The name Miracle of Love is not one that would typically evoke visions of the apocalyptic or destructive kind. But in the case of Italian artist Lorenzo Corsetti, the term does in fact bring to one’s imagination such visions. Miracle of Love is the moniker under which he works. The latest release, You Will Be Free merges elements of dark ambient, noise and death industrial. We are very grateful to Miracle of Love for their time in this interview.
For the people not familiar with your work, could you provide us with a bit of a history on Miracle of Love?
My name is Lorenzo, I come from Rome and in everyday life I’m a sound designer for advertising and events. I’m also the co-founder of White Forest Records and Overture Militia Inc.– two labels focusing on electronic music. The latter is also the one that released “You Will Be Free”. Speaking about Miracle of Love, this is my personal post-industrial music project and it took shape more or less during the course of the last year and a half.
As I started composing under the alias Miracle of Love, being more on the prolific side, I found myself piling up track after track in a few months. I decided, in the first place, to release a few EPs with the most compelling pieces that I had collected, and after a full year of writing music, I had put together a dozen tracks – both released and unreleased – that shared a coherent sound and narrative. So there was the LP.
It’s said in the notes I received that this album, “You Will Be Free” explores the contrast between the role of the martyr and Christianity. How did you attempt to do this sonically?
About the concept it’s more about a clash of opposing perspectives. I wanted to explore an interpretation of freedom that is not meant as the alternative between adhering to something or refusing it (in this case a doctrine). Of course the figures were meant to serve as just metaphors since the Christian Catholic references were drawn from my personal experience and education.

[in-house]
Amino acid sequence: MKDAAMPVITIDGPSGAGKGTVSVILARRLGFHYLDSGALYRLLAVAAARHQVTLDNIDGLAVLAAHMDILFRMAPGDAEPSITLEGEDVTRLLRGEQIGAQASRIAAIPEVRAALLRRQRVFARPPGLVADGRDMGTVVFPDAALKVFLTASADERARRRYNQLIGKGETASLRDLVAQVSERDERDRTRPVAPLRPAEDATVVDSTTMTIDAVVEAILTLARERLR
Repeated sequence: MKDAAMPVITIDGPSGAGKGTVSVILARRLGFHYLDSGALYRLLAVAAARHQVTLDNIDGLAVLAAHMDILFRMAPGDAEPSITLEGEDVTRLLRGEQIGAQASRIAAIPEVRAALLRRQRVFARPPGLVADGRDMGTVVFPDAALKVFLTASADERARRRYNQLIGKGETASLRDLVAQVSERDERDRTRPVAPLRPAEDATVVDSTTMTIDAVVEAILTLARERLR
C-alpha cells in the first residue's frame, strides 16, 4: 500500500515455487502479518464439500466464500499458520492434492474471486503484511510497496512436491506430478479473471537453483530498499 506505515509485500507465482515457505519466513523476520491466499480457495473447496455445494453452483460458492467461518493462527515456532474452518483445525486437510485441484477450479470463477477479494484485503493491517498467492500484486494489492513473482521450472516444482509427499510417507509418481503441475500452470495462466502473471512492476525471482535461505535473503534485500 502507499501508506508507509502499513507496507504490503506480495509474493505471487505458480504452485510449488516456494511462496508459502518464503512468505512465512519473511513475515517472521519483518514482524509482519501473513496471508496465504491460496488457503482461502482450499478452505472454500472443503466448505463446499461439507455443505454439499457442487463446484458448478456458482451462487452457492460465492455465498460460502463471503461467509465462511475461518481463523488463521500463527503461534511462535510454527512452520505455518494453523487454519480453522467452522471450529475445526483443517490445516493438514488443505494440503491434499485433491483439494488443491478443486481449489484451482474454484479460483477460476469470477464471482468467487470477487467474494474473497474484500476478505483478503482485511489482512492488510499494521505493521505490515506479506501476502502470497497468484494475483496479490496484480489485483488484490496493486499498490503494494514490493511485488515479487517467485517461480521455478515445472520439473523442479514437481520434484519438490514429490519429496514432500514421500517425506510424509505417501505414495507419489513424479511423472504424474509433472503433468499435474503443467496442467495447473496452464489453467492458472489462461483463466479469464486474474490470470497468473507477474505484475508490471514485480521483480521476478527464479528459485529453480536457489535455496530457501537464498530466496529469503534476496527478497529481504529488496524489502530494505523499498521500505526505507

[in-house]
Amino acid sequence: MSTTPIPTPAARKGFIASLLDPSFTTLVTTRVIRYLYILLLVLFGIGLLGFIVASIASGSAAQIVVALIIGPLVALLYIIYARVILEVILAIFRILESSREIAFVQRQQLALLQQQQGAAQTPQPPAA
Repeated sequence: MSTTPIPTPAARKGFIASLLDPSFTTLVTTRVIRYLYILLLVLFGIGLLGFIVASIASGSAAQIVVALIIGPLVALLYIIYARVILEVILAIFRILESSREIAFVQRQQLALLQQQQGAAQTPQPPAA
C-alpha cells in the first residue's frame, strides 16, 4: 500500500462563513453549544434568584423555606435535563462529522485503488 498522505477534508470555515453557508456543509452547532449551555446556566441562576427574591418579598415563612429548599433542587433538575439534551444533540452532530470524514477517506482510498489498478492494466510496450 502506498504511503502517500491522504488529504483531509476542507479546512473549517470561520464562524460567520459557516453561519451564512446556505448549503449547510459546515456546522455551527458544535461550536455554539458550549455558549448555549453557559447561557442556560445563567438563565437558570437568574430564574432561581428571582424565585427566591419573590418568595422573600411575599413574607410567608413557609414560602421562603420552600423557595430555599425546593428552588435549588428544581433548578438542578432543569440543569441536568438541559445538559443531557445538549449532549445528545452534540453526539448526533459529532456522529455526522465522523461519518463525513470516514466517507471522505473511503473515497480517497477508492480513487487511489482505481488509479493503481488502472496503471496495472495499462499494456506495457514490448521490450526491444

On the sonic side i think that there isn’t a formula that gives you a portrait of a concept or a feeling, at the end of the day, art is not about replicating didactically but it’s more about interpreting something with your own vision. You just have to listen to the tracks and follow how they resonate with you and your experience.
Speaking of contrast, (and specifically with regard to sound only) often the reason for people listening to noise music, dark ambient, post-industrial etc. is based on contrast, sonically and otherwise. For example, merging different degrees of abrasiveness or delicacy or volumes, textures. Having said that, what is your goal in terms of sonic contrasts?
I don’t see contrasts as being a defining element for the genres you mentioned. Most of the time, they are implemented as a personal compositional choice by the artist. In my case the goal is to alternate different moods in an abrupt way or building pathos.
Was there a difference in the type of atmosphere Rubber Nurse and Devis G. tried to make with their remixes?
Yes. Rubber Nurse is a producer from Berlin, and I think you can sorta feel her cultural background and context dripping into her work. Her treatment on the track was stunning because it added more decadence to the sound. It really reminded me of Vatican Shadow in his less techno shape.
Devis did a less drastic change on the tune, adding some personal touches here and there to render a renewed sonic interpretation without distorting too much the original mood of the track.
Can you talk about how you came to work with Devis G and “renowned industrial project Teatro Satanico?” And what should people know about that group?